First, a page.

Care for Your Mind acknowledges and appreciates the collaboration of the National Network of Depression Centers in developing this series.
Sanjai Rao, M.D., VA Medical Center, San Diego
In my previous post, I addressed the challenging state of mental health care for our nation’s returning veterans and their increased risk of suicide. It’s crucial that we step up and ensure that mental health care is available to all former servicemen and women who need it. Now, I propose some possible solutions.
First, a disclaimer: although I work for the VA, I am writing this post as a private citizen, not a VA employee. The views expressed here are entirely my own and not in any way meant to be reflective of those of VA leadership.
Expanding the VA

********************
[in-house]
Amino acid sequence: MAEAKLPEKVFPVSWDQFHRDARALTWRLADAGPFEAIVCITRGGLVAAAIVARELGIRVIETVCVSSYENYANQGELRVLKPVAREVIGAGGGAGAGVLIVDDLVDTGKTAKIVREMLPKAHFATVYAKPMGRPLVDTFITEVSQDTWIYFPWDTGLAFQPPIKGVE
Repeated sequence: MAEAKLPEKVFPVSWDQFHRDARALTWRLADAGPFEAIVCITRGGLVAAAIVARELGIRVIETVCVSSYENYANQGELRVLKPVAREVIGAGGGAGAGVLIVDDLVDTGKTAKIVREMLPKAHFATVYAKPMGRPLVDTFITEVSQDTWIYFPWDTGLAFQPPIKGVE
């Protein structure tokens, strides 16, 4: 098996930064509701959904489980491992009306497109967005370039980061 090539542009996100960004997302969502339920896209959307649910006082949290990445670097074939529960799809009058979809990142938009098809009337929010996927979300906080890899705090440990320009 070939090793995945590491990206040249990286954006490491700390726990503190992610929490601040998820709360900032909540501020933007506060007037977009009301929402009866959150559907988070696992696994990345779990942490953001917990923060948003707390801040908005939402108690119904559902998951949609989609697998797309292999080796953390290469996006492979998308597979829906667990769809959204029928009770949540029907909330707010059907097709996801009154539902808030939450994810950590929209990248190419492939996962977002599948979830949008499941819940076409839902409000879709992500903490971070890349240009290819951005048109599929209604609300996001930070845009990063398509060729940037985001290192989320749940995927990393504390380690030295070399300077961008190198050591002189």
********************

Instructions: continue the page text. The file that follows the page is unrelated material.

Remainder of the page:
In order to ensure the best possible outcomes for veterans in need, the VA needs to grow. With more resources, we can hire and train more mental health professionals, and therefore treat more patients. As I discussed earlier, the VA is by far the best place for veterans to get state-of-the art, evidence-based mental health care, but the VA system doesn’t have the capacity to treat everyone as quickly as they need. We do the best we can with what we have, but ultimately Congress regulates our size and budget. It’s up to our elected officials to provide the funding we need to increase our capacity.
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